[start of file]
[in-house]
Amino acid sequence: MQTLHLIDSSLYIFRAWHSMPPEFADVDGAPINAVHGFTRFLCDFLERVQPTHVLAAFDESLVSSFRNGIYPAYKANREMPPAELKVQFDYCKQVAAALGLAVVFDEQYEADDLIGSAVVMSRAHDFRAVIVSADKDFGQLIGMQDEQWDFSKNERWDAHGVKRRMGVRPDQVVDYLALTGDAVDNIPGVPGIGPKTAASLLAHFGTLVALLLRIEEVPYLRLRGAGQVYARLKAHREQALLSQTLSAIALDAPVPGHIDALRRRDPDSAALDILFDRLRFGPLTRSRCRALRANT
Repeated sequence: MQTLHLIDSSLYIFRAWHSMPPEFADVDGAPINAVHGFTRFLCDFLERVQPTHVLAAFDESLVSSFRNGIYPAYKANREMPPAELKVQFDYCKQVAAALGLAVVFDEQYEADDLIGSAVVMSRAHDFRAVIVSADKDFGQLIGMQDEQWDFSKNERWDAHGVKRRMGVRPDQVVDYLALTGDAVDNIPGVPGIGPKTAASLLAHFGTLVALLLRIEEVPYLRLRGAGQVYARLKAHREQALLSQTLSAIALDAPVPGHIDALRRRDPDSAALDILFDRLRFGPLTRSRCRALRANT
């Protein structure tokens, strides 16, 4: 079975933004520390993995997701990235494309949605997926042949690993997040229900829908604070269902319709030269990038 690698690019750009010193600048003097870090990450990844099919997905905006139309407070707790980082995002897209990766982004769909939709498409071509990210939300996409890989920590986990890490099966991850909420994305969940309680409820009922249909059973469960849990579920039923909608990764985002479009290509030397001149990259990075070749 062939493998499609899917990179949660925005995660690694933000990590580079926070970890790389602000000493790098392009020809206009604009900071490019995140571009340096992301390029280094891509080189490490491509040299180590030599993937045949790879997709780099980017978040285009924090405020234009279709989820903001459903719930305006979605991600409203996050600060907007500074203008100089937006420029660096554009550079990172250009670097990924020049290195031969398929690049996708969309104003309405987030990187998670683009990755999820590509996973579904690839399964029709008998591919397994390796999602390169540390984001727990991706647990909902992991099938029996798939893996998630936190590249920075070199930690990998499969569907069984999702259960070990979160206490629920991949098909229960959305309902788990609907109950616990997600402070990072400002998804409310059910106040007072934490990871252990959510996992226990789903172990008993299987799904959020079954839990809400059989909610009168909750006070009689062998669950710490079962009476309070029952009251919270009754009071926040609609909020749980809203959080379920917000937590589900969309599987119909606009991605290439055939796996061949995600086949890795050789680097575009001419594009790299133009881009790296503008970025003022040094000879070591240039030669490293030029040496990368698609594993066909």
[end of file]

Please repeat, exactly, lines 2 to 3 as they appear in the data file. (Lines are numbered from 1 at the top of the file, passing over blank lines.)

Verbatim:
Amino acid sequence: MQTLHLIDSSLYIFRAWHSMPPEFADVDGAPINAVHGFTRFLCDFLERVQPTHVLAAFDESLVSSFRNGIYPAYKANREMPPAELKVQFDYCKQVAAALGLAVVFDEQYEADDLIGSAVVMSRAHDFRAVIVSADKDFGQLIGMQDEQWDFSKNERWDAHGVKRRMGVRPDQVVDYLALTGDAVDNIPGVPGIGPKTAASLLAHFGTLVALLLRIEEVPYLRLRGAGQVYARLKAHREQALLSQTLSAIALDAPVPGHIDALRRRDPDSAALDILFDRLRFGPLTRSRCRALRANT
Repeated sequence: MQTLHLIDSSLYIFRAWHSMPPEFADVDGAPINAVHGFTRFLCDFLERVQPTHVLAAFDESLVSSFRNGIYPAYKANREMPPAELKVQFDYCKQVAAALGLAVVFDEQYEADDLIGSAVVMSRAHDFRAVIVSADKDFGQLIGMQDEQWDFSKNERWDAHGVKRRMGVRPDQVVDYLALTGDAVDNIPGVPGIGPKTAASLLAHFGTLVALLLRIEEVPYLRLRGAGQVYARLKAHREQALLSQTLSAIALDAPVPGHIDALRRRDPDSAALDILFDRLRFGPLTRSRCRALRANT